Finland 2017: 100 Years of Independence – Exhibition Concept for the Embassy of Finland in Vienna
Educational buildings in Finland show the strong correlation between education, architecture and democracy. Schools socialize young people and political involvement is one form of socialization (Glaeser, Ponzetto, Shleifer 2006).
A positive connection between education and civic engagement is a matter of fact as well as the influence of education increasing a society-wide support for democracy depending on people with high participation benefits for its support.
Education and democracy are highly correlated. Schools socialize people and political involvement is one form of socialization. Better educated nations are more likely both to preserve and strengthen democracy.¹ (ibid)
The history of Finland in the 100 years since its declaration of independence has shown a strong educational focus and has materialized in excellent and innovative architecture for education such as kindergartens, schools, libraries and universities.
The Finish understanding of democracy during the 20th and the beginning 21st century has been reflected in architecture – not only in its government buildings but also in its buildings designed for education.
Education was one of the cornerstones of independence and – inter alia – building a strong democratic society after the revolution.
After the Second World War, particularly since the 1950s, the importance of education and its manifestation in buildings linked to education became ever more prominent. The aim was to allow a wide and varied education for all.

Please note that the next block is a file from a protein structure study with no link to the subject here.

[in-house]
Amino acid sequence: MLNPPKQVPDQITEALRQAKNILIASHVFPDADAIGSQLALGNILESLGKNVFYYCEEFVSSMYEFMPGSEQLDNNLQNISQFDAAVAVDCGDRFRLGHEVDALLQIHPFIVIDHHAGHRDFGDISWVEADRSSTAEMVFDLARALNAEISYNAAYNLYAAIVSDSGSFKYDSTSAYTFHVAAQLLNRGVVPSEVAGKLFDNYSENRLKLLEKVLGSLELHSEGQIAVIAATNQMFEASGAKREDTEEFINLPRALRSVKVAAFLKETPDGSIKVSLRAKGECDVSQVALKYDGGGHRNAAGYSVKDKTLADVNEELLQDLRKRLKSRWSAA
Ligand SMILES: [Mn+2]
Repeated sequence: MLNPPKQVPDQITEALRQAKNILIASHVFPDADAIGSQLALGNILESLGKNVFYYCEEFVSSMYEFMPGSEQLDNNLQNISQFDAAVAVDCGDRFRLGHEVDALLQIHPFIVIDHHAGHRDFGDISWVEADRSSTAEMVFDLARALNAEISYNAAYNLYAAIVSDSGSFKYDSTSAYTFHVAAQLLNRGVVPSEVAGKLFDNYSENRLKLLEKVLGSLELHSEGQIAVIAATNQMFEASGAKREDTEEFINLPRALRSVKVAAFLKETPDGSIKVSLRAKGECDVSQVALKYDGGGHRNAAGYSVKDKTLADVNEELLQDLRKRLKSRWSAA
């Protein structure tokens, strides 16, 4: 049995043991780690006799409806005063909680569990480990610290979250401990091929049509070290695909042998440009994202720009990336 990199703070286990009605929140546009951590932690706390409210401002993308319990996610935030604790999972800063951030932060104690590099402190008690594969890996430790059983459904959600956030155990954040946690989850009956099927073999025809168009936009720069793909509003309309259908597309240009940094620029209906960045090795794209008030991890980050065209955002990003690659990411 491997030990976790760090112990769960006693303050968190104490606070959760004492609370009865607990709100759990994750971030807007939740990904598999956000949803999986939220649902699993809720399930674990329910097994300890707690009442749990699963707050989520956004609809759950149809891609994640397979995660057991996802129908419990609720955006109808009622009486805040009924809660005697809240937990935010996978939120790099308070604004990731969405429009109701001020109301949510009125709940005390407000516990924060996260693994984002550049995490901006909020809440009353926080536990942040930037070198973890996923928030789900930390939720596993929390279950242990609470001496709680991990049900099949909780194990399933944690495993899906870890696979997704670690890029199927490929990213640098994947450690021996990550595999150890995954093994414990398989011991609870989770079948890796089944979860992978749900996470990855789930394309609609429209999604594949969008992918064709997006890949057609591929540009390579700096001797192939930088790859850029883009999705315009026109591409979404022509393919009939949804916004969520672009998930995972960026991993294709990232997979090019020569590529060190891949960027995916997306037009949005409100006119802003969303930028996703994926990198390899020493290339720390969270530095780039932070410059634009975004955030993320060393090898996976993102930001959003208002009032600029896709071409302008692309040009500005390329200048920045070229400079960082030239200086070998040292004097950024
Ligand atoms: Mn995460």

During those years a record number of elementary schools and high schools were built and a lot of large university projects were initiated.
Architectural innovations developed during the following years, such as the layout around the centre in school buildings and multifunctional room concepts, have been recognised and appraised as models outside Finland.
The nationwide educational initiatives also helped to strengthen higher education, such as vocational colleges and universities. During the 1950s, Alvar Aalto designed university cities for the technical university of Helsinki and the technical research centre in Otaniemi. The result was the creation of entirely new communities. Aalto’s core innovation was to perceive main buildings, laboratory rooms and residential complexes as unity.
The college of education in Jyväskylä may serve as another example of Aalto’s campus architecture: less monumental than Otaniemi but defined by the same ideas like a central internal road, a strong connection between the assembly hall and nature via big windows as well as the usage of fair-faced brickwork. Equality in education was the major idea during the 1970s supported by implementing an elementary education system, the foundation of universities throughout the country and a system of adult education. The idea behind this policy was to support access to education regardless of income and location. This has, over decades, led to devising programs for schools and university buildings.² These investments in education have had an effect on the strong development of information technologies from the 1990s on into the early 21st century.
Finish policies support the idea of design for everyone, which includes the notion of easy access to educational offers for the whole society and which is still an issue in the present day architecture, also in terms of sustainability.
One expression of this idea is the Helsinki University Library functioning as an independent institute open not only to university members but to everyone.³ Since its opening there have been about 40.400 book borrowers per year, 11.000 of whom have been new users.
Customer: Embassy of Finland in Vienna (2015/2016)
In collaboration with Peter Kislinger, Cultural Advisor, Embassy of Finland in Vienna
1: Glaeser, Edward L.; Ponzetto, Giacomo; Shleifer, Andrei in: Why Does Democracy Need Education? In: NBER Working Paper Series, National Bureau of Economic Research, Cambridge, 2006
2: Stiller, Adolph (Ed.), Finnland – Architektur im 20. Jahrhundert, Verlag Anton Pustet, München, 2000
3: Cachola Schmal, Peter, Kauste, Juulia (Ed.), Suomi Seven, Deutsches Architekturmuseum, Frankfurt, 2014 p.38